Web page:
The Elizabethan Sea-dogs
John Hawkins.—Among those interested in the African trade was William Hawkins, who filled the important positions of mayor of Plymouth and member of parliament. He made three voyages to Guiana and Brazil. His son, John Hawkins, became one of the most famous mariners of his time. In 1562 he sailed for Africa to obtain slaves, which he disposed of in Española. In 1564-1565 he engaged in a second voyage which resulted in great profit. A third voyage in 1567-1568 ended disastrously. The Spanish government had sent a fleet to stop the traffic; but in spite of it he forced an entrance to the West Indian ports and disposed of his cargo. Being driven by a storm into the harbor of Vera Cruz, he was attacked by a Spanish fleet and but two of the English vessels escaped.
Drake and Cavendish.—Francis Drake, a nephew of John Hawkins, had accompanied him on his third expedition and had suffered the loss of his investment. He soon began a series of reprisals. In 1572 he made an unsuccessful attack on Nombre de Diós and ascended the Chagres River where he waylaid a train of mules laden with bullion. The example set by him was frequently followed by raids of English mariners in the following decade. In 1577 another fleet sailed under Drake's command. After capturing several Spanish and Portuguese vessels on the African coast, the fleet crossed the Atlantic and attempted to pass through the Straits of Magellan. Only one vessel reached the Pacific. Drake proceeded up the western coast, plundering as he went. In a harbor known as Drake's Bay, north of San Francisco Bay, he refitted, and claimed the California region for the queen, calling it New Albion. He then sailed to the East Indies where a cargo of spice was obtained. From Java, Drake crossed the Indian Ocean, rounded the Cape of Good Hope, and proceeded to England, entering the harbor of Plymouth in November, 1580, having completed the first English circumnavigation of the globe. In 1586 Thomas Cavendish followed almost the same course, plundered the Spanish commerce in the Pacific, and in 1588 completed the circumnavigation of the world. Besides Hawkins, Drake, and Cavendish a score of English mariners engaged in raiding the Spanish Main. They were assisted financially by the queen and by many of her councillors who considered the raiding of Spanish commerce good business as well as good state policy.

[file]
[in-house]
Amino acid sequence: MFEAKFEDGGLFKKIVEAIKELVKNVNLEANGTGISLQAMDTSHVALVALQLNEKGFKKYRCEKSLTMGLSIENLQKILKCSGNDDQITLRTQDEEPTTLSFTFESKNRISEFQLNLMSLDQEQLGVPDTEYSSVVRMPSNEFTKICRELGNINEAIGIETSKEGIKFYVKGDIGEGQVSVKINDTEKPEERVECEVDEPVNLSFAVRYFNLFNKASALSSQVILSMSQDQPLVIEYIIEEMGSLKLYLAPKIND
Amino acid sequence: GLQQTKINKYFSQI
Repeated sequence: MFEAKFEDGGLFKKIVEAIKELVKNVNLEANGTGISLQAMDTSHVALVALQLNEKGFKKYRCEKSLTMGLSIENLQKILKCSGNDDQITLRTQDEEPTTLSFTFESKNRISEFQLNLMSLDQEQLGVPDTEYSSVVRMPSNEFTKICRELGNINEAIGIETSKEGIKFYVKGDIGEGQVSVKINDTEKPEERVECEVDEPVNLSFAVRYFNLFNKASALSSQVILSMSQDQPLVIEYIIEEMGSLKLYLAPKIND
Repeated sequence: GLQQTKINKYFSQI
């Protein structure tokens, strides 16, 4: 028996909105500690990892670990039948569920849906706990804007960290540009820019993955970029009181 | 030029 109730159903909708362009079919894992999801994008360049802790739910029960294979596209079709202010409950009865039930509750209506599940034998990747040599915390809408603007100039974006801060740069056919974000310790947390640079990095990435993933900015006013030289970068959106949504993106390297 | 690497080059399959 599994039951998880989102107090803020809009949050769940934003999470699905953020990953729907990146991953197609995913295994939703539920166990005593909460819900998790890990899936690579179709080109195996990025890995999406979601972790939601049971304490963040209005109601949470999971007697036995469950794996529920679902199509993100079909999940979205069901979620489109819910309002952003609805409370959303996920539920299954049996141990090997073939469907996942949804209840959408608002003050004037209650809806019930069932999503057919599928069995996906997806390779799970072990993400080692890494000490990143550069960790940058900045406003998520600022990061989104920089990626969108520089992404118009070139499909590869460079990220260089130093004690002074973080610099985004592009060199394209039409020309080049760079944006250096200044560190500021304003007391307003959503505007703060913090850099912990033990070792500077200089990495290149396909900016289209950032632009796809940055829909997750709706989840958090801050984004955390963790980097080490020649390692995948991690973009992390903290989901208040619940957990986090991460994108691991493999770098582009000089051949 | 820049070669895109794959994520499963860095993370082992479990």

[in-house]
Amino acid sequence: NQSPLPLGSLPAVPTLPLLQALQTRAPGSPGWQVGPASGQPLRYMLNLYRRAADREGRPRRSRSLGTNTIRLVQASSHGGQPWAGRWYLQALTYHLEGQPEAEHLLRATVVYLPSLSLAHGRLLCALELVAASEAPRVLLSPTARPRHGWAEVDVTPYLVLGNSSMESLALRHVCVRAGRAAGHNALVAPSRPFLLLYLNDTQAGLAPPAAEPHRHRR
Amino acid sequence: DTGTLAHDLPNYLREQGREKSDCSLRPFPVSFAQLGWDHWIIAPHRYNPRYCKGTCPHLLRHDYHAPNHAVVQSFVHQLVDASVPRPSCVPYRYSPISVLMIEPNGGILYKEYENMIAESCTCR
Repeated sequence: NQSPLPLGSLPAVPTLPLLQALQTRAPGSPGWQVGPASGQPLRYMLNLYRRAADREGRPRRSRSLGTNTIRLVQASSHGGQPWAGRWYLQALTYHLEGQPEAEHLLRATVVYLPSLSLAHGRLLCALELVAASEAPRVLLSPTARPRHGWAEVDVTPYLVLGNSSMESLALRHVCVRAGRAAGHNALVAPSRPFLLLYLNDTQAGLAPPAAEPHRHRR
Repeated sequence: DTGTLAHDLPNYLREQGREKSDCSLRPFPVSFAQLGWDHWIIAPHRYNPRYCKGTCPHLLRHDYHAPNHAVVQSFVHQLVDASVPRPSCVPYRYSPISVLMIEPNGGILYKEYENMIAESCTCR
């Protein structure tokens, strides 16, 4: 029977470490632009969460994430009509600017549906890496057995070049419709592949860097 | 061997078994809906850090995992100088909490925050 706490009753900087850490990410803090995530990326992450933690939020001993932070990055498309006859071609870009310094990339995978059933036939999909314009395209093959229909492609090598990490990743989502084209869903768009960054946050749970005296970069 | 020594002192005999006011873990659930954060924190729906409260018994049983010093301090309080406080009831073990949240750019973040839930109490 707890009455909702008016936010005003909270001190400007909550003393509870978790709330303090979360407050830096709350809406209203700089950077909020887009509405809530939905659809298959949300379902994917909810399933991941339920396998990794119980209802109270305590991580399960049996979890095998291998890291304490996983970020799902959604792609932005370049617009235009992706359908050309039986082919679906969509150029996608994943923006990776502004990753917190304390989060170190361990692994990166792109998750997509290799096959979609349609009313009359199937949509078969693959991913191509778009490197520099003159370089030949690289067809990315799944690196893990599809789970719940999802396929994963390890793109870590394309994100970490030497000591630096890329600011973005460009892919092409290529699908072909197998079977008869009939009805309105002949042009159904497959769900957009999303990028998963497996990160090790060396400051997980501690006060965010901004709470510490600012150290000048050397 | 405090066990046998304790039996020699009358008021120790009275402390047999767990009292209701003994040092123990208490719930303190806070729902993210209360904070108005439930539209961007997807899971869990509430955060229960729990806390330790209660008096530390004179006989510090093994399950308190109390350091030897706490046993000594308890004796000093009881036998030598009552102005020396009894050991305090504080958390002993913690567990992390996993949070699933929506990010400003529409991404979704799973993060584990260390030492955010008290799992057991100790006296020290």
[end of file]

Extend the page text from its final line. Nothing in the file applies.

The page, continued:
East Indian trade.—A party of English merchants had also succeeded in penetrating from the Syrian coast to India. The report of their journey and the voyages of Drake and Cavendish stimulated the desire to open trade with the Far East. The result was that in 1591 an expedition was fitted out which rounded the Cape of Good Hope and reached Ceylon, India, and the Malay Peninsula. Reports of the successes of the Dutch in the East Indies increased the interest of the English merchants, and in 1600 the East India Company was formed.
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